Automatic planning of liver tumor thermal ablation using deep reinforcement learningDownload PDF

Published: 28 Feb 2022, Last Modified: 16 May 2023MIDL 2022Readers: Everyone
Keywords: Deep reinforcement learning (DRL), liver tumor ablation, thermal ablation, proximal policy optimization (PPO), double deep Q networks (DDQN).
TL;DR: We propose an automatic liver tumor thermal ablation plan using deep reinforcement learning which yields clinically acceptable solutions that is 10 times faster than conventional methods.
Abstract: Thermal ablation is a promising minimally invasive intervention to treat liver tumors. It requires a meticulous planning phase where the electrode trajectory from the skin surface to the tumor inside the liver as well as the ablation protocol are defined to reach a complete tumor ablation while considering multiple clinical constraints such as avoiding too much damage to healthy tissue. The planning is usually done manually based on 2D views of pre-operative CT images and can be extremely challenging for large or irregularly shaped tumors. Conventional optimization methods have been proposed to automate this complex task, but they suffer from high computation time. To alleviate this drawback, we propose to leverage a deep reinforcement learning (DRL) approach to find the optimal electrode trajectory that satisfies all the clinical constraints and does not require any labels in training. Here, we define a custom environment as the 3D mask with tumor, surrounding organs, skin labels along with an electrode line and ablation zone. An agent, represented by a neural network, interacts with the custom environment by displacing the electrode and therefore can learn an optimal policy. The reward assignment is done based on the clinical constraints. To explore discrete and continuous action-based approaches with double deep Q networks and proximal policy optimization (PPO), respectively. We perform an evaluation on the publicly available liver tumor segmentation (LITs) challenge dataset. We obtain solutions that satisfy all clinical constraints comparable to the conventional method. The DRL method does not need any post-processing steps, allowing a mean inference time of 13.3 seconds per subject compared to the conventional optimization method's mean time of 135 seconds. Moreover, the best DRL method (PPO) yields a valid solution irrespective of the tumor location within the liver that demonstrates its robustness.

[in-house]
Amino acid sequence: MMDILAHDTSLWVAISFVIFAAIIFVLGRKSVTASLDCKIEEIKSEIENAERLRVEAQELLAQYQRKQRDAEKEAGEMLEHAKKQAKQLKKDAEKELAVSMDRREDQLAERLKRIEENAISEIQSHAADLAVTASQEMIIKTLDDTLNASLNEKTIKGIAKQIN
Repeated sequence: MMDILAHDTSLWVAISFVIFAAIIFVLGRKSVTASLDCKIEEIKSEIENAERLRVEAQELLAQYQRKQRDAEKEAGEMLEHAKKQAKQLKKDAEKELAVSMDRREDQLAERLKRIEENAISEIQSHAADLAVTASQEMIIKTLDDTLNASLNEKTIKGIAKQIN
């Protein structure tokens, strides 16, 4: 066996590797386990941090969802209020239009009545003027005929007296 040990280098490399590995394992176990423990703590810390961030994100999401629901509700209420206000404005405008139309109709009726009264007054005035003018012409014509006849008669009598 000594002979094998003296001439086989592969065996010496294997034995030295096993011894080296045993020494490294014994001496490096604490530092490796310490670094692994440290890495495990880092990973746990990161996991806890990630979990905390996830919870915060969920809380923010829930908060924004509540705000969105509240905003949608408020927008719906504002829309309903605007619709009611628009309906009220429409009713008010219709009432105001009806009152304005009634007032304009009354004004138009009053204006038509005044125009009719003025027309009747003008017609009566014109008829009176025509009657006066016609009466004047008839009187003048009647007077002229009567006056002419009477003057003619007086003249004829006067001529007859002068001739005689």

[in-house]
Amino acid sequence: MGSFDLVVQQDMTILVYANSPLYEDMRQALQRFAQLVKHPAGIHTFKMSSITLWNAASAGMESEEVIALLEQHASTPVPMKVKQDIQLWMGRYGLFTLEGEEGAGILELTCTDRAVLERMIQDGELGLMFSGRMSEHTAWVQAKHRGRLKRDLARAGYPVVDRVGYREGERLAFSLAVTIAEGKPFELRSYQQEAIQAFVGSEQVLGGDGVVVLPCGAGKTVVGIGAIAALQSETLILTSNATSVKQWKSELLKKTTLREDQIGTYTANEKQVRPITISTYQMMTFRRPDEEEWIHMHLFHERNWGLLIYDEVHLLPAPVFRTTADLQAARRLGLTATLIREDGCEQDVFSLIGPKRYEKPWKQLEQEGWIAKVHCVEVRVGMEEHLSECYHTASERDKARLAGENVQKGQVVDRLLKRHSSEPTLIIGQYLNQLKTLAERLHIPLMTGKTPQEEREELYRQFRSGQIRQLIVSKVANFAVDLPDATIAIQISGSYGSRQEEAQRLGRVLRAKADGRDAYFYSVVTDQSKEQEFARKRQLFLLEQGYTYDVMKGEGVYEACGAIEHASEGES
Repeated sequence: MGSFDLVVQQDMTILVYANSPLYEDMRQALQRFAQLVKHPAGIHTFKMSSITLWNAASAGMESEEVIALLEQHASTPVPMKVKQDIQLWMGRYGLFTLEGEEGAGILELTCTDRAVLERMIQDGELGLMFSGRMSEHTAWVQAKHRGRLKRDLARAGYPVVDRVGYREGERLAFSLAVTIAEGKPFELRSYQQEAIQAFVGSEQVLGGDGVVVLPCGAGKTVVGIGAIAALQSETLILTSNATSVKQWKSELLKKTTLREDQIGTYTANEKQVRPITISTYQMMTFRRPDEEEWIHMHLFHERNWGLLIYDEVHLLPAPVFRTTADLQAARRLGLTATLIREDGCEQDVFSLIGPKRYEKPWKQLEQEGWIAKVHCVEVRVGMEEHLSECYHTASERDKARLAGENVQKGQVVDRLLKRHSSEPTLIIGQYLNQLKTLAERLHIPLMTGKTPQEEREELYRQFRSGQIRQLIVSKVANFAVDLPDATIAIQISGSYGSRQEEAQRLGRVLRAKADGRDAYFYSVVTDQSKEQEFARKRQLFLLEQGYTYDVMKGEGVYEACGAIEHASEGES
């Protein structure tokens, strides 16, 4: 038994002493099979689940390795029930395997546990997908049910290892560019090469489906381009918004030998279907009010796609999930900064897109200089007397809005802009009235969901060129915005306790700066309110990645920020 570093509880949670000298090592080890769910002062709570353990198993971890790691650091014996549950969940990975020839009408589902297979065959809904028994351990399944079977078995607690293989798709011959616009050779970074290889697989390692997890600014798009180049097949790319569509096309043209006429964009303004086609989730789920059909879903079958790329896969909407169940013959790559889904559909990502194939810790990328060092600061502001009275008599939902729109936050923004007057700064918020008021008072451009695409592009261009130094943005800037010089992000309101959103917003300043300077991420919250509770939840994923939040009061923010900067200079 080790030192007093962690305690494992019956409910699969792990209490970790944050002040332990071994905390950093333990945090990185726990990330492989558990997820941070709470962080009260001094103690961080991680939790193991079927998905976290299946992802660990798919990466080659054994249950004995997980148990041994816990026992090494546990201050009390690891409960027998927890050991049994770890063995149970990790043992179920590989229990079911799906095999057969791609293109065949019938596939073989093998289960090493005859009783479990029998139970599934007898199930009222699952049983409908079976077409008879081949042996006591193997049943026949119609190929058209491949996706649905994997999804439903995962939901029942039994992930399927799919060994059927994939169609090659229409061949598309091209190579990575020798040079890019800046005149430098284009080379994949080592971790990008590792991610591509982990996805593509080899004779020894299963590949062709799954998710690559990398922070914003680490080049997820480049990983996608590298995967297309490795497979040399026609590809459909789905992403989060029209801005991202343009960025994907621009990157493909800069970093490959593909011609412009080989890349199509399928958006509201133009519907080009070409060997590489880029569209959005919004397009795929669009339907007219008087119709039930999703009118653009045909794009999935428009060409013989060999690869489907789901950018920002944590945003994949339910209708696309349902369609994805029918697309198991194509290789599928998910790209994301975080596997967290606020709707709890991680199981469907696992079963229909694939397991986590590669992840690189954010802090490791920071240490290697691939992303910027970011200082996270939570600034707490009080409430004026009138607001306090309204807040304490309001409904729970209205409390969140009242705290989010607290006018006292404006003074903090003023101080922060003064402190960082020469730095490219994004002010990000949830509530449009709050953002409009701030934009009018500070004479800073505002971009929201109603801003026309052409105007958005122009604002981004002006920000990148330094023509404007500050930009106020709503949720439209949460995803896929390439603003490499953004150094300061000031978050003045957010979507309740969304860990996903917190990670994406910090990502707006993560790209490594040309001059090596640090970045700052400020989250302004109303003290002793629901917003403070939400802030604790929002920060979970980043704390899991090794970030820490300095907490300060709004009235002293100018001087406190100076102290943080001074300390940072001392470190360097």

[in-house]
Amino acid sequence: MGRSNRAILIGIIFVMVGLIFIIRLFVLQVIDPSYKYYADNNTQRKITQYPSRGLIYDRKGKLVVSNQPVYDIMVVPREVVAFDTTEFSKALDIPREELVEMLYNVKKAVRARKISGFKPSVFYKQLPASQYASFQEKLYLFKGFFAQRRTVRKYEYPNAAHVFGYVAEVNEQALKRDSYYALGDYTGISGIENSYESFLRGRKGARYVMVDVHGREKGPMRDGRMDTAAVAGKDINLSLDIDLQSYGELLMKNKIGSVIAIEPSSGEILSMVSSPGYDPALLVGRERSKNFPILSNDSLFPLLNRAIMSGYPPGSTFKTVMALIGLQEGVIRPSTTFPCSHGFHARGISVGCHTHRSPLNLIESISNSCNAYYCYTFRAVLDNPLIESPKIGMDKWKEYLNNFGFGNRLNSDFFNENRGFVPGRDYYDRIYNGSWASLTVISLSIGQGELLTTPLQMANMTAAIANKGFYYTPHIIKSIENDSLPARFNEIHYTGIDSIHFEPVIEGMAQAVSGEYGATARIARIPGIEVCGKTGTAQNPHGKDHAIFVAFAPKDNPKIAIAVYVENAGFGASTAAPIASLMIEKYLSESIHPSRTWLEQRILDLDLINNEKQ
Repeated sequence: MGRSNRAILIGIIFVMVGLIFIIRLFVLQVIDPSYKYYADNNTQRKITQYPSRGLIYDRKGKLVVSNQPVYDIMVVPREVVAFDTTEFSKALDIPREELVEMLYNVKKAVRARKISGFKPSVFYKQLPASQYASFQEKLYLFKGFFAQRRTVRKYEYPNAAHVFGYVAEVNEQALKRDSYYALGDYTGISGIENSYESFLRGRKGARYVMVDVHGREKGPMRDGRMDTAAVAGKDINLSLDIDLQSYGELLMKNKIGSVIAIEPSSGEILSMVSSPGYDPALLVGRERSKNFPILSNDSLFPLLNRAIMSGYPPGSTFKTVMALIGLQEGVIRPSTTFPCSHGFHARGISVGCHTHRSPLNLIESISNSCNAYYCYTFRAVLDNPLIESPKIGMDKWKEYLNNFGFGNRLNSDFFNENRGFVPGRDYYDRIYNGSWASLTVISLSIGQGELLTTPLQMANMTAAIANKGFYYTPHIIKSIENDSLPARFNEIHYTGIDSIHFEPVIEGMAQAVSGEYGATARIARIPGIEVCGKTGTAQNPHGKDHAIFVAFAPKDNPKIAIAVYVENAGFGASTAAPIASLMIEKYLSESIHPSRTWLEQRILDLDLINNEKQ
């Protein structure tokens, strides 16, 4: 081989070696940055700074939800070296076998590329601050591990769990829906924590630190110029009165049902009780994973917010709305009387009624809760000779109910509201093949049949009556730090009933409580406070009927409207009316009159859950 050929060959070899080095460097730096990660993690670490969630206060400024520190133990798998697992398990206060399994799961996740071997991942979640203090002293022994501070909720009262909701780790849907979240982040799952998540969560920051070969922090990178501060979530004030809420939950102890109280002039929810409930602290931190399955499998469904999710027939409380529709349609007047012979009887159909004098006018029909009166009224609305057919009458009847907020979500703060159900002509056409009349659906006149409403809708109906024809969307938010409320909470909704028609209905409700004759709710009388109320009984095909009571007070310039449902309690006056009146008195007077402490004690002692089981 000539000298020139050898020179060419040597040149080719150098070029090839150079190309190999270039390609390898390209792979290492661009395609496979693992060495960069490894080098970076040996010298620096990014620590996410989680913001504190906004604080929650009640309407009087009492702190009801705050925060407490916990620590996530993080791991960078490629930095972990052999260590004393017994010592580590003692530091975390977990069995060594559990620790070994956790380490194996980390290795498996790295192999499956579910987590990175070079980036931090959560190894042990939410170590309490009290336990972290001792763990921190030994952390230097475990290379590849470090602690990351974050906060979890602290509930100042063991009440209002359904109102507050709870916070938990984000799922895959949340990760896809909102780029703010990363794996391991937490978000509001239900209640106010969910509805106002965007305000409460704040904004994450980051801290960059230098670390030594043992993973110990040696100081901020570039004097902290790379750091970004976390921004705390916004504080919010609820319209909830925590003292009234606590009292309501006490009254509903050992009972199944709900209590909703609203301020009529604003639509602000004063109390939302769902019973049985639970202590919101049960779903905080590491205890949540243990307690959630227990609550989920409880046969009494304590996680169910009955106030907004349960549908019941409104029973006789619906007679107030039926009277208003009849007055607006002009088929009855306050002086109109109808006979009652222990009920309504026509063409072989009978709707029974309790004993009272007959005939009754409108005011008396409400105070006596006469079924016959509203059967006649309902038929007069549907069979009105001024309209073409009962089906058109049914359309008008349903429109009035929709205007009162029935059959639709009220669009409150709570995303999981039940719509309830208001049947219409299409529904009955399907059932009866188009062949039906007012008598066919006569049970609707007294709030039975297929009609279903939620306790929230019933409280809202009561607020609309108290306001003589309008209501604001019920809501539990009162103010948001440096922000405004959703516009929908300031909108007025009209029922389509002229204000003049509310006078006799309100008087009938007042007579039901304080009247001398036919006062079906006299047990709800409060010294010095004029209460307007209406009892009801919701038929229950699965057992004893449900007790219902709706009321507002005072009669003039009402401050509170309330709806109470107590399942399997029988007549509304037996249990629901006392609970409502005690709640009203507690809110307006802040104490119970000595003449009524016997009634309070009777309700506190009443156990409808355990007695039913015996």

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Paper Type: validation/application paper
Primary Subject Area: Application: Radiology
Secondary Subject Area: Application: Other
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